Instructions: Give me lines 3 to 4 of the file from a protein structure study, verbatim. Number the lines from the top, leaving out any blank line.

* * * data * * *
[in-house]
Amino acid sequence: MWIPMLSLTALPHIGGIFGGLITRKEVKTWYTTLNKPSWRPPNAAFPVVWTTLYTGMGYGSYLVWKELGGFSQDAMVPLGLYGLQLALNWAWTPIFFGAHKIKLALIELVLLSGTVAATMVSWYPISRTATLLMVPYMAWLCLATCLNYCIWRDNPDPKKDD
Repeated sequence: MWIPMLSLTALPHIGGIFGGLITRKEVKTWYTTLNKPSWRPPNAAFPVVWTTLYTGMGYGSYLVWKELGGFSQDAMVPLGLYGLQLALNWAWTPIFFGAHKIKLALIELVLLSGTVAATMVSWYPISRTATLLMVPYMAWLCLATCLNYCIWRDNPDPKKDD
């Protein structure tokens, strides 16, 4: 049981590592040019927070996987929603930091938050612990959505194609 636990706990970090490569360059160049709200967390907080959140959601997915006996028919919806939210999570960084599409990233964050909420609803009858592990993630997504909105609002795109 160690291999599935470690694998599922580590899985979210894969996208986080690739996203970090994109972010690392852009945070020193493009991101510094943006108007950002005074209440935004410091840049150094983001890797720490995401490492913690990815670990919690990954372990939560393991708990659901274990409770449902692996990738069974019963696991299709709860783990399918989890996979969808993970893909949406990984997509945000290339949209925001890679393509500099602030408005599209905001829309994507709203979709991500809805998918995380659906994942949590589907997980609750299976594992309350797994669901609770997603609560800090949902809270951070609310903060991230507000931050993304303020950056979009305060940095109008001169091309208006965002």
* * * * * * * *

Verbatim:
Repeated sequence: MWIPMLSLTALPHIGGIFGGLITRKEVKTWYTTLNKPSWRPPNAAFPVVWTTLYTGMGYGSYLVWKELGGFSQDAMVPLGLYGLQLALNWAWTPIFFGAHKIKLALIELVLLSGTVAATMVSWYPISRTATLLMVPYMAWLCLATCLNYCIWRDNPDPKKDD
């Protein structure tokens, strides 16, 4: 049981590592040019927070996987929603930091938050612990959505194609 636990706990970090490569360059160049709200967390907080959140959601997915006996028919919806939210999570960084599409990233964050909420609803009858592990993630997504909105609002795109 160690291999599935470690694998599922580590899985979210894969996208986080690739996203970090994109972010690392852009945070020193493009991101510094943006108007950002005074209440935004410091840049150094983001890797720490995401490492913690990815670990919690990954372990939560393991708990659901274990409770449902692996990738069974019963696991299709709860783990399918989890996979969808993970893909949406990984997509945000290339949209925001890679393509500099602030408005599209905001829309994507709203979709991500809805998918995380659906994942949590589907997980609750299976594992309350797994669901609770997603609560800090949902809270951070609310903060991230507000931050993304303020950056979009305060940095109008001169091309208006965002």